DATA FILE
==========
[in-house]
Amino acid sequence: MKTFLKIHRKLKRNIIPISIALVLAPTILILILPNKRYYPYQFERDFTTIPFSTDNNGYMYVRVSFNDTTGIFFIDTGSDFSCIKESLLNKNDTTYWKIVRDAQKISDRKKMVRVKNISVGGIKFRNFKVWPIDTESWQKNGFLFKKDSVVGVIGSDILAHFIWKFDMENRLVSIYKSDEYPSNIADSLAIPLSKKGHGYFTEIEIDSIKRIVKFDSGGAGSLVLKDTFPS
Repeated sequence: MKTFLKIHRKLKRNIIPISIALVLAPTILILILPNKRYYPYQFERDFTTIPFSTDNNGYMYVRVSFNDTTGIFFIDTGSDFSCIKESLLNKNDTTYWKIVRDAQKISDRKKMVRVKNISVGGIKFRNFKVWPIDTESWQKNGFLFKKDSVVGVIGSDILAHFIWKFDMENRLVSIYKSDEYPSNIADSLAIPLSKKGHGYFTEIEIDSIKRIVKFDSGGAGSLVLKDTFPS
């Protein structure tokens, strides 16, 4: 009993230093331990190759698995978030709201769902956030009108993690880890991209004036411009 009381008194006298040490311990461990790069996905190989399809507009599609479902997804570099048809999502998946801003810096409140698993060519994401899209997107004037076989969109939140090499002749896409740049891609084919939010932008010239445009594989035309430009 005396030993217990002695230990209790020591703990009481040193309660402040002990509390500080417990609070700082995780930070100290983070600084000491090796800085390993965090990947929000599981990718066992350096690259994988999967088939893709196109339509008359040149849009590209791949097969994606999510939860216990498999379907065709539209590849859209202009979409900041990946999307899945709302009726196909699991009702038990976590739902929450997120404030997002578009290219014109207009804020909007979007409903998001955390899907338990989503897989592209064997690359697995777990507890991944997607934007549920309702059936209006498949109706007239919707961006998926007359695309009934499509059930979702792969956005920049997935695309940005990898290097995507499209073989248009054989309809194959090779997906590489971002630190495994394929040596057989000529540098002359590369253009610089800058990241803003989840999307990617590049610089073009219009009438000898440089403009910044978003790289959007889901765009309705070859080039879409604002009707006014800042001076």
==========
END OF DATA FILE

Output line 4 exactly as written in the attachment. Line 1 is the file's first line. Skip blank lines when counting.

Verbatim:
């Protein structure tokens, strides 16, 4: 009993230093331990190759698995978030709201769902956030009108993690880890991209004036411009 009381008194006298040490311990461990790069996905190989399809507009599609479902997804570099048809999502998946801003810096409140698993060519994401899209997107004037076989969109939140090499002749896409740049891609084919939010932008010239445009594989035309430009 005396030993217990002695230990209790020591703990009481040193309660402040002990509390500080417990609070700082995780930070100290983070600084000491090796800085390993965090990947929000599981990718066992350096690259994988999967088939893709196109339509008359040149849009590209791949097969994606999510939860216990498999379907065709539209590849859209202009979409900041990946999307899945709302009726196909699991009702038990976590739902929450997120404030997002578009290219014109207009804020909007979007409903998001955390899907338990989503897989592209064997690359697995777990507890991944997607934007549920309702059936209006498949109706007239919707961006998926007359695309009934499509059930979702792969956005920049997935695309940005990898290097995507499209073989248009054989309809194959090779997906590489971002630190495994394929040596057989000529540098002359590369253009610089800058990241803003989840999307990617590049610089073009219009009438000898440089403009910044978003790289959007889901765009309705070859080039879409604002009707006014800042001076």